I think it is vital for the in-house lawyer to be involved when matters are being outsourced, as they are able to ask more relevant questions and, therefore, guide the external lawyer better. I think that if you are also on top of the problem, the external lawyer will have greater respect for you and this often results in a better outcome for the company - being a post office is no good! For selecting external lawyers, I look for competence, commitment and honesty.

How important is it for in-house teams to be strong on relationships, both with its in-house lawyers, as well as with external legal providers? What are your experiences in setting out a strategy and direction for your legal team? How important is mentoring your junior team members a part of the team-building exercise?
Strong and positive relationships always help in every sphere. Mentoring and guiding junior members is not only an integral part of the job, but a pleasure.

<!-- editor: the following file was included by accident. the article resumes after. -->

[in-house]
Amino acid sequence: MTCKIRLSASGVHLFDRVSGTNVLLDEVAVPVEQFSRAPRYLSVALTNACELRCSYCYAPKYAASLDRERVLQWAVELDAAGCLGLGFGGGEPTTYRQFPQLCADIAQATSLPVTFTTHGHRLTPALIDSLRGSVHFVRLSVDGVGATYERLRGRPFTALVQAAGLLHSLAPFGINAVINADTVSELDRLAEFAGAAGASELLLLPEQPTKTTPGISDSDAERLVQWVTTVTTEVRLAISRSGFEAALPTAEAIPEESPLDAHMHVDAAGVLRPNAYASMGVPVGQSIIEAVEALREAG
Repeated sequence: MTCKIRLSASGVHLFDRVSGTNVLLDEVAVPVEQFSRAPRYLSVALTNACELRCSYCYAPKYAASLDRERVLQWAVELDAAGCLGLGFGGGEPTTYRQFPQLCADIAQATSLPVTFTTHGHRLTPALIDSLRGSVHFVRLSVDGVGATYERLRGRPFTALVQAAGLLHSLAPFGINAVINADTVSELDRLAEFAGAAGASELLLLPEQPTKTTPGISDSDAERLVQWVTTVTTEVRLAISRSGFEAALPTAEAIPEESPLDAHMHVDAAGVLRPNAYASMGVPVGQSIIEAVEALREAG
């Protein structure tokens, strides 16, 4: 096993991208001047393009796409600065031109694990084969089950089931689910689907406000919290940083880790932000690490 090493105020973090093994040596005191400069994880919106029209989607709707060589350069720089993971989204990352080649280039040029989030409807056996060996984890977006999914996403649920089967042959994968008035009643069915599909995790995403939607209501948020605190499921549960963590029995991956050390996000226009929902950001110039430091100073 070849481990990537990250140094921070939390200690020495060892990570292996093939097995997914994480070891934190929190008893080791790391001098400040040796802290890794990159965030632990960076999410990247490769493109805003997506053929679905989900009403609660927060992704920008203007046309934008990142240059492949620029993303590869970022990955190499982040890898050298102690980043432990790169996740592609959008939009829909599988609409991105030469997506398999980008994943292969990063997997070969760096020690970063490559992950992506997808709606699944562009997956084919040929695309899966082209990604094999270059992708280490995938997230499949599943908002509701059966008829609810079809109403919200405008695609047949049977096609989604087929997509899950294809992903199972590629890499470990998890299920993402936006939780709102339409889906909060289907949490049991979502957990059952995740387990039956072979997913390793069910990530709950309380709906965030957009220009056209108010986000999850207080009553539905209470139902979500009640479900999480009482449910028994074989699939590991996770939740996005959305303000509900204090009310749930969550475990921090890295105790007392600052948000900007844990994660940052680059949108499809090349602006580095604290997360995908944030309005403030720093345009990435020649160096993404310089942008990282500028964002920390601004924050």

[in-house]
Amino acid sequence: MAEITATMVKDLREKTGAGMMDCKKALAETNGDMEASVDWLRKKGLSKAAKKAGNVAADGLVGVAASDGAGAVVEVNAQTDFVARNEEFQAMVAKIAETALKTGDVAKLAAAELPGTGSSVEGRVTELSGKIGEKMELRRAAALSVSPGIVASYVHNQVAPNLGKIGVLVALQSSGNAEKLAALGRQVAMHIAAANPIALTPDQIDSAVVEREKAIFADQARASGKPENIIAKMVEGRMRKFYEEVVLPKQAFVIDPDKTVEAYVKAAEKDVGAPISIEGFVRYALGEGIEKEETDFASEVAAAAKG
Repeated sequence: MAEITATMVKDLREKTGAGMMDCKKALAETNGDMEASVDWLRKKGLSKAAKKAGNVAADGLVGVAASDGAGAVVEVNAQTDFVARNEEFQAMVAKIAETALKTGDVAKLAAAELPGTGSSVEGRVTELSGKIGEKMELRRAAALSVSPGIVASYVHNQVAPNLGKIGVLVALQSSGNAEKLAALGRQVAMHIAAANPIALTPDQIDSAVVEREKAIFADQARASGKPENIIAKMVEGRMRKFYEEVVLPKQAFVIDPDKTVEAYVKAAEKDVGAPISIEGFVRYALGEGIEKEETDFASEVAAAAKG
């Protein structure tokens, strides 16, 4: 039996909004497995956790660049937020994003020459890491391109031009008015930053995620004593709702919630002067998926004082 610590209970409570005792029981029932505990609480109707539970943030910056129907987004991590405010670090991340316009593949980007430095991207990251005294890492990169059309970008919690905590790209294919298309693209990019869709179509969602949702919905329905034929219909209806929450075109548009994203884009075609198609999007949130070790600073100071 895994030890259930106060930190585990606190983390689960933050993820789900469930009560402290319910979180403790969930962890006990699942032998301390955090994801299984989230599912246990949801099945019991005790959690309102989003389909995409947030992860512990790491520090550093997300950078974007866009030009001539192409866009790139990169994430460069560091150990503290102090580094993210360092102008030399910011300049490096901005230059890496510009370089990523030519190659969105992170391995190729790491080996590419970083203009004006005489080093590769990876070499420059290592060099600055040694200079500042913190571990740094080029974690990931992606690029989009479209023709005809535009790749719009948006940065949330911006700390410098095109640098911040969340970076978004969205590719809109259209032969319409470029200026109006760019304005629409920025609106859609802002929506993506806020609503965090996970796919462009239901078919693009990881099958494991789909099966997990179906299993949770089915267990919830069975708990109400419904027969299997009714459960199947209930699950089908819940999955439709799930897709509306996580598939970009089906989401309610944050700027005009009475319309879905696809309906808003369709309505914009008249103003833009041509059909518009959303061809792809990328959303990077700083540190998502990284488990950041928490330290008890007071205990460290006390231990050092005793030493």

What are the important attributes, in your view, that a successful corporate legal officer must possess?
These attributes include (i) a deep and broad knowledge of the law and the business (ii) strong interpersonal skills (iii) good relationships with the external legal community and (iv) the ability to work as part of a team.

How has the recent economic downturn affected your in-house practice? What strategies have you adopted to maximize opportunities during this downturn?
Our in-house practice has not been effected much (in fact we increased our strength by one) though we did economise on some non-essential expenditures.

The Company recently went through a major change, with the demerger of the fertilizer business and establishment of the holding company Engro Corporation Limited. What were the key learning points for you arising out of the demerger?
The process itself was relatively uneventful, except that we had to go through an extensive documentation exercise with our lenders, which took a lot of time and effort, but everybody was very supportive.

How has the demerger affected your role as General Counsel?
It has added another company! We were already providing in-house legal services to all our group companies and continue to do so, but I need to develop now a greater legal auditing role as in the context of a holding company.